How yeast nutrient helps

TO obtain the best possible fermentation the yeast, like most living organisms, must have both food and oxygen. Like human beings, it needs both vitamins and fresh air! The ideal medium for fermentation is pure grape juice, which contains all the nutrients, or foods, that the yeast requires, but some of the liquors we ferment for country wines (notably mead and all—the flower wines) are deficient in them, and it is therefore wise to add a nutrient to give the yeast a "boost," the nitrogenous matter mentioned previously.

You can obtain several good proprietary yeast nutrients from trade sources, but if you wish to have your own made up by your chemist a good formula, similar to that of the British Bee Keepers' Association, is:—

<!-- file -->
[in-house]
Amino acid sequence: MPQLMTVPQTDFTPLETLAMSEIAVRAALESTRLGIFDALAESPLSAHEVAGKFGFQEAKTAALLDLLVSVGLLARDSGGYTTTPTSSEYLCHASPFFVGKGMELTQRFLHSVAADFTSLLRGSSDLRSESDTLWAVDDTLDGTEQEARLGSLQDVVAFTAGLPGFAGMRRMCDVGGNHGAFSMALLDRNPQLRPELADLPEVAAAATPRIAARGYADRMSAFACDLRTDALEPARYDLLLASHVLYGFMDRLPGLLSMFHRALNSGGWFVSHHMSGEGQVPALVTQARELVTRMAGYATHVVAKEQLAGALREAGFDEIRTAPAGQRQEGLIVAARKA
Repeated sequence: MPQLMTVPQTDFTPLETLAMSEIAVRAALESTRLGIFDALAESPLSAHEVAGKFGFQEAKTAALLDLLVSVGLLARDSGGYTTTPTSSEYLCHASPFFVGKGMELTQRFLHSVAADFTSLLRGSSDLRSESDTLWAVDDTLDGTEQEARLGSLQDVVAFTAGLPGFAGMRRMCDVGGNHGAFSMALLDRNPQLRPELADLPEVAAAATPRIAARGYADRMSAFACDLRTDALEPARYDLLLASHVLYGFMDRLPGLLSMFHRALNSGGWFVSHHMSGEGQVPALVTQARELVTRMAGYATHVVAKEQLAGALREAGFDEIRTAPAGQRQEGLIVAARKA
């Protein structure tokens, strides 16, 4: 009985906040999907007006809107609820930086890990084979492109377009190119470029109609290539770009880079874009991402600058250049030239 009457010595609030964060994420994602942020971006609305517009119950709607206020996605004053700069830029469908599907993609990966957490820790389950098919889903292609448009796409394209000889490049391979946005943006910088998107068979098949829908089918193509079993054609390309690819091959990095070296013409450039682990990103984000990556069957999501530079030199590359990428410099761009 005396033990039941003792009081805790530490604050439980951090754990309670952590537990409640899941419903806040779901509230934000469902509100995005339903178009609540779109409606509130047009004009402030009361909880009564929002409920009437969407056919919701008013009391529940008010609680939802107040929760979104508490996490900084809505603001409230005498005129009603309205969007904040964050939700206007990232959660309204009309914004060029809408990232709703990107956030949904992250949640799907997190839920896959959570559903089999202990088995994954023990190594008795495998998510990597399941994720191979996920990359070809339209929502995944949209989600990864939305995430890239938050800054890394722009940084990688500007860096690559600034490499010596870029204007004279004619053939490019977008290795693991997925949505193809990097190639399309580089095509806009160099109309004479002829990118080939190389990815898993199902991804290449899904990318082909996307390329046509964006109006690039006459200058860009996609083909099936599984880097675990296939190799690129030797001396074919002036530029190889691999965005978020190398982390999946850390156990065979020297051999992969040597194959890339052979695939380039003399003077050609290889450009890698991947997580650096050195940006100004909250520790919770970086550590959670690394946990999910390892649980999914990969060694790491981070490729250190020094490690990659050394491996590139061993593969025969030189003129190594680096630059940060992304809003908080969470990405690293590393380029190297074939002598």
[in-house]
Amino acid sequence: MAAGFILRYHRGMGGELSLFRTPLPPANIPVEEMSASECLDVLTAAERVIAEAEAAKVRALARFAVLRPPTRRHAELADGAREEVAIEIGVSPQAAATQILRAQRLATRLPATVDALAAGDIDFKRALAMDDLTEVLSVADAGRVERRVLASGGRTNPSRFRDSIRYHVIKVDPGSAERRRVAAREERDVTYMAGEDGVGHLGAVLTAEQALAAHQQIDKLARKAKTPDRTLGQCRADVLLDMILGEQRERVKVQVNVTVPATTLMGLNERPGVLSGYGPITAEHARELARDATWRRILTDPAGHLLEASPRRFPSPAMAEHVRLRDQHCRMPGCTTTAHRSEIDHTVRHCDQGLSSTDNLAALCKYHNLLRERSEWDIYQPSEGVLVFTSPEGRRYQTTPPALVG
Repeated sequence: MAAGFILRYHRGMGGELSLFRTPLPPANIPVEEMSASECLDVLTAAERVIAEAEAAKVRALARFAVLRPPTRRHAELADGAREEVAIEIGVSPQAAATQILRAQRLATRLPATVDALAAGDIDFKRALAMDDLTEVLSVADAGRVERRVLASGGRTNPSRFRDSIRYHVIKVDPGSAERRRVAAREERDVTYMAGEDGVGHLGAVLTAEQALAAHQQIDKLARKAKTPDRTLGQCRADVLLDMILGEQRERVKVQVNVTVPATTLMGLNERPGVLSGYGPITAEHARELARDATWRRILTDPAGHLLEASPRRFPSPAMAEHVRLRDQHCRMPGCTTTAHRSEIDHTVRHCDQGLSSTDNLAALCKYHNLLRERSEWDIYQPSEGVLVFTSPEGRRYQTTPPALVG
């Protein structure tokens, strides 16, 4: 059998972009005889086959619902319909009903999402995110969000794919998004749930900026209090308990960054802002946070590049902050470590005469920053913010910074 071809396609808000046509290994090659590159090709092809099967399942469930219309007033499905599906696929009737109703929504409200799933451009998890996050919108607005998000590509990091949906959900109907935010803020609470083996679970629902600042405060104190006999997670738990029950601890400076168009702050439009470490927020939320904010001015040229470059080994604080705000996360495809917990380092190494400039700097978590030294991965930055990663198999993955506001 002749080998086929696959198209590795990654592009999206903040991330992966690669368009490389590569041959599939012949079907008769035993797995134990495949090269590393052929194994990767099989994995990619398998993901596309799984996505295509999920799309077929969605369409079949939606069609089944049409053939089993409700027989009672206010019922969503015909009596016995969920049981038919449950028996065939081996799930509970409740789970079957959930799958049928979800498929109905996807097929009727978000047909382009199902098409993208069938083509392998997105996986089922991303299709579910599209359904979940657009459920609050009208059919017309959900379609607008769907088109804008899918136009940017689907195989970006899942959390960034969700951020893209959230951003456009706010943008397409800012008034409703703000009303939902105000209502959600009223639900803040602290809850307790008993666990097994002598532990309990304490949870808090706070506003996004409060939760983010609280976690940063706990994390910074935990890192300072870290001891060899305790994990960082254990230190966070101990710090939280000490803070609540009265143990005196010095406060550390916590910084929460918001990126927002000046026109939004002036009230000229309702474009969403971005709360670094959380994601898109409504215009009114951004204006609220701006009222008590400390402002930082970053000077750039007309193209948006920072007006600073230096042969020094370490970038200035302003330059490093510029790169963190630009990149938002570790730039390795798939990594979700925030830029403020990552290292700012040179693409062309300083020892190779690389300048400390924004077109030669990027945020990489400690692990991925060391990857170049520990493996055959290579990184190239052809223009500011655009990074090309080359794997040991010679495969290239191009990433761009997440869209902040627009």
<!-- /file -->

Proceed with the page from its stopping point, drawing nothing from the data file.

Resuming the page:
Ammonium Sulphate

60 grains

Magnesium Sulphate

8 grains

Citric Acid

130 grains

Potassium Phosphate

30 grains

This is for a gallon of mead: halve the quantities for one gallon of wine.

Buy it, ready-made up, from your chemist, thoroughly mix the chemicals by shaking vigorously in a small quantity of water in a medicine bottle, and add to the brew at the same time as the yeast.

If you cannot obtain even this nutrient, on no account omit some acid, which is the most important single ingredient; when making up your must, or pulp for fermentation, include the juice of a lemon, or H oz. of citric acid. If there is no acid at all in the ingredients, about % oz. citric acid per gallon of must should be added.

If, on the other hand, the recipe you are using already includes lemon juice or citric acid, omit that in the nutrient or the wine may be over-acid. The addition of nutrient will enable the yeast to carry the fermentation just that little further, a great help in the production of strong, dry wines, and in the avoidance of oversweet wines. Failing all else, use 1 dessertspoonful of malt extract per gallon.

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